Dom Joly: My idea of driving is handbrake turns in the desert

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The Independent Online

I'm off to Lebanon today. I'm going to be there for about a week and I've hired a car to get me around. I'm pretty excited about this, as I have to admit to finding driving in England very dull. It's only when you're in a car fighting your way through a city like Beirut that you can fully experience the visceral automotive thrills we have forgotten about in the UK.

In the bad old days, parking disputes in the Lebanese capital would be resolved by one of the parties getting out of his car and producing a large machine-gun from his boot. It's not quite like that any more, but there is still a distinct feeling of "survival of the fittest" once you are behind the wheel that I find very exhilarating. Traffic lights are viewed with contempt and the "emergency" lane is seen as something you use in the emergency of a traffic jam. I know that it's brilliant having an organised society where speeders are fined and filmed and parking is so regulated... yet my view of a "proper country" is one where you can still park on the pavements and traffic wardens are an alien concept. I like to get back to a bit of traffic chaos – it makes you feel alive.

Lebanon, however is not nearly the worst place that I've driven in. The most frightening place was definitely Mumbai. Not only did you have to deal with unbelievable, asphyxiating heat and the air-con not working. You also had to dodge tuk-tuks, naked children, motorbikes with more than seven people on them and huge craters in the middle of the road. Driving in Mumbai is like some glorious video game that you start to forget has very real consequences.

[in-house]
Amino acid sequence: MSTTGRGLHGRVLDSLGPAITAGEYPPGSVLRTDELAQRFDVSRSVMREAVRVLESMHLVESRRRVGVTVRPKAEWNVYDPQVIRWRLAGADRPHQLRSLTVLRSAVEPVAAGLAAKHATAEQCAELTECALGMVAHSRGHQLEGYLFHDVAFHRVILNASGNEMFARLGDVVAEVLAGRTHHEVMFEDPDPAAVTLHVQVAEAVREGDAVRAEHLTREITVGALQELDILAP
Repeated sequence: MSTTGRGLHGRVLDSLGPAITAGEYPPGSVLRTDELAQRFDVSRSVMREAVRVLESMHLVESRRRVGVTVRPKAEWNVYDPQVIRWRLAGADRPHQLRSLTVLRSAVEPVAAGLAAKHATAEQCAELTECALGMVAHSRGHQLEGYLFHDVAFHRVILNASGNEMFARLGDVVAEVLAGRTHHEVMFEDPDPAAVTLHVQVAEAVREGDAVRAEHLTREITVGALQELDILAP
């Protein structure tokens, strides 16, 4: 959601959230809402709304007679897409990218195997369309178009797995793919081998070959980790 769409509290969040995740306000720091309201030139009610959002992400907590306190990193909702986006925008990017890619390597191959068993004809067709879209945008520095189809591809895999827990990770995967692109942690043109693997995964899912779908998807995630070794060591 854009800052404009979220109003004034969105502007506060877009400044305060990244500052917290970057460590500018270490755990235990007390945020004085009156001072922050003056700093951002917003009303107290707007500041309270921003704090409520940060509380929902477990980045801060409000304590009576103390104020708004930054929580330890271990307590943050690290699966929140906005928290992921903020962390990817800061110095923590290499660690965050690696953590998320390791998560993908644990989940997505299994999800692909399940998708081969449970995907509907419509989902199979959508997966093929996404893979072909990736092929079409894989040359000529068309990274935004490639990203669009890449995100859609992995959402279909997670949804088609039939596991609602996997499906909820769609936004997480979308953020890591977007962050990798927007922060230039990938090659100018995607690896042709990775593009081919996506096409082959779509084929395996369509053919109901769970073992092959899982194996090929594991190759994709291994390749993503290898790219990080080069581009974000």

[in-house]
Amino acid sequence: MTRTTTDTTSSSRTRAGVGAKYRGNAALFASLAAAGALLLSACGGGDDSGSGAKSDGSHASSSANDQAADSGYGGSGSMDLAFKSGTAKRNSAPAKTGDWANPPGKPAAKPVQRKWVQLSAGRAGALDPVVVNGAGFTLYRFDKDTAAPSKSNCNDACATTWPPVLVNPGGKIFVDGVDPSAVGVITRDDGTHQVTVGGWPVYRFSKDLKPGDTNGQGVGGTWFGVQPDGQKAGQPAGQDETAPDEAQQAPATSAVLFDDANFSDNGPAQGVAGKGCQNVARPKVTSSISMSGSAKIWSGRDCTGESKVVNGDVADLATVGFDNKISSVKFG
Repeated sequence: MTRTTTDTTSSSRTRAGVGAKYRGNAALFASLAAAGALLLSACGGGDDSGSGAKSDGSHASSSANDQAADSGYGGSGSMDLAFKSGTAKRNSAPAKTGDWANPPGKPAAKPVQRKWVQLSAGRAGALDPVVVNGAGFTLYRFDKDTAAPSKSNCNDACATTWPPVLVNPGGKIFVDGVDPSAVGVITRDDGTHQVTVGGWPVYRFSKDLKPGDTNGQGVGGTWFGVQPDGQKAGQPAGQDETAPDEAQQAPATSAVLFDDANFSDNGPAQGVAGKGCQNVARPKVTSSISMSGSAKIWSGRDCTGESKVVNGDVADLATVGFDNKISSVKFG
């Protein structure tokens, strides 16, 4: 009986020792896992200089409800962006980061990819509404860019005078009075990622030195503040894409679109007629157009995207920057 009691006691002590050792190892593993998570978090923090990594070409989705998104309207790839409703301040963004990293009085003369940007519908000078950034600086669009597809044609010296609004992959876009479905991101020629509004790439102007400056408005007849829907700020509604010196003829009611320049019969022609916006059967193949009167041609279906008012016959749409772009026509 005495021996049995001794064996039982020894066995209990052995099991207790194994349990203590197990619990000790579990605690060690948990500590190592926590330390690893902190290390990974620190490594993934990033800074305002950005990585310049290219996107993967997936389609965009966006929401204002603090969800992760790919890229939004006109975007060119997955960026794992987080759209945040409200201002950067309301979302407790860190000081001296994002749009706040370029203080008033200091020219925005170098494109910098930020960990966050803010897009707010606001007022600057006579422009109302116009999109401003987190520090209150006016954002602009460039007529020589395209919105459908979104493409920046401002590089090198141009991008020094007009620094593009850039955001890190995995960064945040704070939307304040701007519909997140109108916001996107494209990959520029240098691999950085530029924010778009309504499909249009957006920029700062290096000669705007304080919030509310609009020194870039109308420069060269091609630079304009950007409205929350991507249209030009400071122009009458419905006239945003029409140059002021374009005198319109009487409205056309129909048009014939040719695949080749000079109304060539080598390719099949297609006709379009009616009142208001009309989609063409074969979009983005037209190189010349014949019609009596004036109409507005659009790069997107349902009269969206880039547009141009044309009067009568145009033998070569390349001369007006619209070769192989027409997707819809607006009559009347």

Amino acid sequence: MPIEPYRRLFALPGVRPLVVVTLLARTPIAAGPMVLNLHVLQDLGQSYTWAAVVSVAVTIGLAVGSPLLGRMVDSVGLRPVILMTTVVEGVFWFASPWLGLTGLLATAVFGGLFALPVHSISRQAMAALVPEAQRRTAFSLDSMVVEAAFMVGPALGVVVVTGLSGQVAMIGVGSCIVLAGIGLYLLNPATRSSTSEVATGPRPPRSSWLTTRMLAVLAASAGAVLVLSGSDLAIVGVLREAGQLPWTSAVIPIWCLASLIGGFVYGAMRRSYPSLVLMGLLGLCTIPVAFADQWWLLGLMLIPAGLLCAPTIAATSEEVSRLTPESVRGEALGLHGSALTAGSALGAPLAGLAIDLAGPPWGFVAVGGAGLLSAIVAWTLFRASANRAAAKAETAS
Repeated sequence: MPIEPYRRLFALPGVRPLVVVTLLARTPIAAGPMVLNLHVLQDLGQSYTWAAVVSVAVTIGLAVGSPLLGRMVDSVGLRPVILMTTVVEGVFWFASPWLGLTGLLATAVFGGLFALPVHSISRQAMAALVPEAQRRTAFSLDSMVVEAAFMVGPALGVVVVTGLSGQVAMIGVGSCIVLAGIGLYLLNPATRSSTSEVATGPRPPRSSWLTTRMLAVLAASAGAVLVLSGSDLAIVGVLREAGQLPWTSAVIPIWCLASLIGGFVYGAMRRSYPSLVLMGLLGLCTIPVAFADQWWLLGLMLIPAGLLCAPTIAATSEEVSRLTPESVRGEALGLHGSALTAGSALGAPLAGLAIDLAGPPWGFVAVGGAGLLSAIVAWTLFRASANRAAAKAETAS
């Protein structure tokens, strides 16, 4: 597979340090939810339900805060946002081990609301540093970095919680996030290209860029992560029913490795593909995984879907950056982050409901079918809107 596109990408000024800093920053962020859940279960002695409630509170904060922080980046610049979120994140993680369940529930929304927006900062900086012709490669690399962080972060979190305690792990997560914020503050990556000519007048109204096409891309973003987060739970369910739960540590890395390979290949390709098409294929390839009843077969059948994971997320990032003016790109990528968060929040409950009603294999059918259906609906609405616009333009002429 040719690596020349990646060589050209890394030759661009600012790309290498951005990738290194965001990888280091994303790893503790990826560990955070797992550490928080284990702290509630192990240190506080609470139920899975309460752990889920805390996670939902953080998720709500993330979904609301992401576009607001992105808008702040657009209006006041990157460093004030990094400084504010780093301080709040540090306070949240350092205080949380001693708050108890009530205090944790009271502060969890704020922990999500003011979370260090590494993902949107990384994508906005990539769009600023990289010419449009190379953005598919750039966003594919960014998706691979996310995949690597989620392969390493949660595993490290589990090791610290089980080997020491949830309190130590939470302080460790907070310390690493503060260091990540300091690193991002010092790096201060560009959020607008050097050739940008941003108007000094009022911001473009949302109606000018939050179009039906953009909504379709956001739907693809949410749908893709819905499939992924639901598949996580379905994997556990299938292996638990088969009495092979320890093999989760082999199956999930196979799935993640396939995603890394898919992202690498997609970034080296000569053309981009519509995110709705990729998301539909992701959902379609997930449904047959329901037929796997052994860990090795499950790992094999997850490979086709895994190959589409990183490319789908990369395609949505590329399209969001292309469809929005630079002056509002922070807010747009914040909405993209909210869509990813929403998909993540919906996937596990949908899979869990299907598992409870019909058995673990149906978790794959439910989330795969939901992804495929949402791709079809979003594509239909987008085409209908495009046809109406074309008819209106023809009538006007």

China is another place that is not for the faint-hearted driver. A lot of Chinese have absolutely no idea how to drive, but refuse to let this get in their way. This is particularly true of Beijing cab drivers who all seem to be from the provinces. Not only do they have very dodgy driving abilities, but they have zero knowledge of how to get round the capital. In total, I have spent three weeks in Beijing and in that time have had four relatively serious cab accidents. But all of these pale in comparison with remote regions of Turkey where the bodies of dead relatives are sometimes hurled at passing tourists' cars who are then accused of having run them over and forced to pay a large "fine" in order to be allowed to leave.

One of the safest places in the world to drive is Pyongyang, capital of North Korea. This is because there are almost no cars in the city at all. Every roundabout has beautifully dressed traffic women in crisp white uniforms, performing hypnotically robotic arm movements. The only problem is that there are no cars to direct. Buses in Pyongyang are given a red star to put on their side for every 50,000 kilometres they do without hitting anything. Every bus is festooned with these red stars, mainly because there is almost nothing to hit.

The very best place in the world to drive, however, is in the desert. My dad taught us all by sitting us on his lap and allowing us to steer his car all over the Syrian Desert. You could roar up sand dunes, burn down dusty tracks and practise your handbrake turns on a deserted salt-lake. Obviously, there was nobody about so it was an ideal place to learn. Sadly, my sister did manage to locate the one Bedouin campsite that was anywhere near us and somehow managed to steer the car through what passed for a Bedouin back garden. They weren't too impressed, to put it mildly. For once, the traditional hospitality and offers of tea were not that forthcoming, as we eventually departed rather sheepishly with my sister now firmly ensconced in the back seat.

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